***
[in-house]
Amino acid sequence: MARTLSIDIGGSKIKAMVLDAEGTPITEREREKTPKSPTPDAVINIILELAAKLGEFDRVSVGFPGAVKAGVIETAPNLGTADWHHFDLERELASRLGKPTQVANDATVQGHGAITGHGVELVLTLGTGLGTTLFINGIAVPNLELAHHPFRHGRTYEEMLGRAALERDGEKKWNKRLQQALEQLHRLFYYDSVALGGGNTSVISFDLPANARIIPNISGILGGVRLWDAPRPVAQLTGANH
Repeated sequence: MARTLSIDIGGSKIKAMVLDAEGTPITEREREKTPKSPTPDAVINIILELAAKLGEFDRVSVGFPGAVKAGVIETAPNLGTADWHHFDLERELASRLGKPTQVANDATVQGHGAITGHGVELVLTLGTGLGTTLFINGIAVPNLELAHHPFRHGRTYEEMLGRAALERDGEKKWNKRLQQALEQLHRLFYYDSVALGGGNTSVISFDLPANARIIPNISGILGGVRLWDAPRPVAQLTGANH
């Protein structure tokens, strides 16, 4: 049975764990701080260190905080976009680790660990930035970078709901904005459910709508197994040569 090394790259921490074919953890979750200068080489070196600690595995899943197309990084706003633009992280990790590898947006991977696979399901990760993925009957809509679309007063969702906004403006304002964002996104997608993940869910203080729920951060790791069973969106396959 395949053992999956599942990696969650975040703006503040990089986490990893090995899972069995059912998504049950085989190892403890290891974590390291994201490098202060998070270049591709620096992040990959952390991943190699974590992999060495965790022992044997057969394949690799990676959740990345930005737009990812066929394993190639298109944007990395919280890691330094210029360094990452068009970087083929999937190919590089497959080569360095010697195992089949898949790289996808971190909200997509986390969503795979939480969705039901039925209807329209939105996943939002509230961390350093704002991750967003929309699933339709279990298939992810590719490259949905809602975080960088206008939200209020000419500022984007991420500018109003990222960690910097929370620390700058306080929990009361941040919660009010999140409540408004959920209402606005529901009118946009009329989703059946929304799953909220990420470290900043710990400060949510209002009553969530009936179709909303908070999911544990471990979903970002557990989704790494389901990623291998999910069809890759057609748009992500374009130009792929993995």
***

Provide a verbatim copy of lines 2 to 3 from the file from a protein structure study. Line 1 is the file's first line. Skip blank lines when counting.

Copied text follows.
Amino acid sequence: MARTLSIDIGGSKIKAMVLDAEGTPITEREREKTPKSPTPDAVINIILELAAKLGEFDRVSVGFPGAVKAGVIETAPNLGTADWHHFDLERELASRLGKPTQVANDATVQGHGAITGHGVELVLTLGTGLGTTLFINGIAVPNLELAHHPFRHGRTYEEMLGRAALERDGEKKWNKRLQQALEQLHRLFYYDSVALGGGNTSVISFDLPANARIIPNISGILGGVRLWDAPRPVAQLTGANH
Repeated sequence: MARTLSIDIGGSKIKAMVLDAEGTPITEREREKTPKSPTPDAVINIILELAAKLGEFDRVSVGFPGAVKAGVIETAPNLGTADWHHFDLERELASRLGKPTQVANDATVQGHGAITGHGVELVLTLGTGLGTTLFINGIAVPNLELAHHPFRHGRTYEEMLGRAALERDGEKKWNKRLQQALEQLHRLFYYDSVALGGGNTSVISFDLPANARIIPNISGILGGVRLWDAPRPVAQLTGANH